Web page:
There was precious little good news in the latest employment report from the Bureau of Labor Statistics (BLS) for October. Employment rose by 80,000, less than economists expected, and much less than the 250,000 needed to begin to bring down the unemployment rate significantly. But inside the numbers there was a little good news: The unemployment rate dropped slightly to 9.0 percent, the number of long-term unemployed declined by 365,000 and private-sector employment increased by 104,000. At the same time government payrolls have been decreasing, reducing slightly but inevitably the drag on the private sector that ultimately pays for that government overhead. In fact, according to the BLS, “employment in both state and local government has been trending down since the second half of 2008,” having shrunk by nearly 500,000 jobs. The August and September private-sector employment numbers were revised upwards as well, showing that sector struggling but making some progress in putting people back to work in real jobs. In the meantime President Obama’s “jobs bill” continues to be excoriated as being nothing more than show and tell for his political purposes. His flawed infrastructure plan couldn’t even get past the Democrat-controlled Senate as more are recognizing that dumping more money into the economy by taking it from the productive sector is counterproductive, to be kind about it. And his “executive proclamation” establishing the Fort Monroe National Monument in Hampton, Virginia, was touted to generate as many as 3,000 jobs in the area.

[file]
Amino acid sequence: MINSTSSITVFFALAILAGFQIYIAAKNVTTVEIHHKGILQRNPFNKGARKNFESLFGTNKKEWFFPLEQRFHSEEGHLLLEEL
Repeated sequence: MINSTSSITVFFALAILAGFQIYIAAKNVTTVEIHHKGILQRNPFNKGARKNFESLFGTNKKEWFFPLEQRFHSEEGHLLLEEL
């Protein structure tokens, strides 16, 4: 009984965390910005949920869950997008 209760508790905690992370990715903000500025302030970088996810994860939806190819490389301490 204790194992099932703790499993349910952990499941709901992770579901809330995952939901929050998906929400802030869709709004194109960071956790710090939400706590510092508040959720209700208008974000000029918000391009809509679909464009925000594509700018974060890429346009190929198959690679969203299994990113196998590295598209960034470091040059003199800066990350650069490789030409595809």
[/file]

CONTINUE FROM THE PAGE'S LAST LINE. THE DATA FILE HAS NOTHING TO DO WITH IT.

After spending the entire weekend trying to sell his company, MF Global, Chairman Jon Corzine finally capitulated, and his board declared bankruptcy on Monday morning, October 31. It was during negotiations with a potential suitor for the business, Interactive Brokers (IB), that word leaked out that customers’ monies were missing, and IB left Corzine to fend for himself. A board meeting was hastily called and ended Corzine’s dream of building another Goldman Sachs with other peoples’ money.
With the U.S. Justice Department and Attorney General Eric Holder continually under fire these days, it was something of a surprise, even to Capitol Hill insiders, that the Freedom of Information Act, or FOIA, is now in the crosshairs, and that new rules are being advanced not only to deny the public access to documents, but to lie outright, telling requesters that either the documents never existed or don’t exist now. Washington Times reporter Luke Rosiak quoted portions of the nonprofit Electronic Privacy Information Center’s (EPIC) letter to the Justice Department lambasting its 180-degree turn: “These changes [to FOIA] … are contrary to law and exceed the authority of the agency.” EPIC’s letter called the move a “retreat from current practice.” “The administration’s proposed changes to the Freedom of Information Act guidelines would allow the Department of Justice to deny the existence of documents and [even] prevent judicial oversight,” wrote Seth Mendel in Commentary Magazine. He noted that even the American Civil Liberties Union (ACLU) agreed that Obama was “authorizing agencies to lie.” The changes were announced October 30 and promptly picked up by most major news outlets. Legal Counsel for the Sunlight Foundation, John Mr. Wonderlich, wrote a strongly worded letter to the Department decrying the blatant retreat from open-government policies.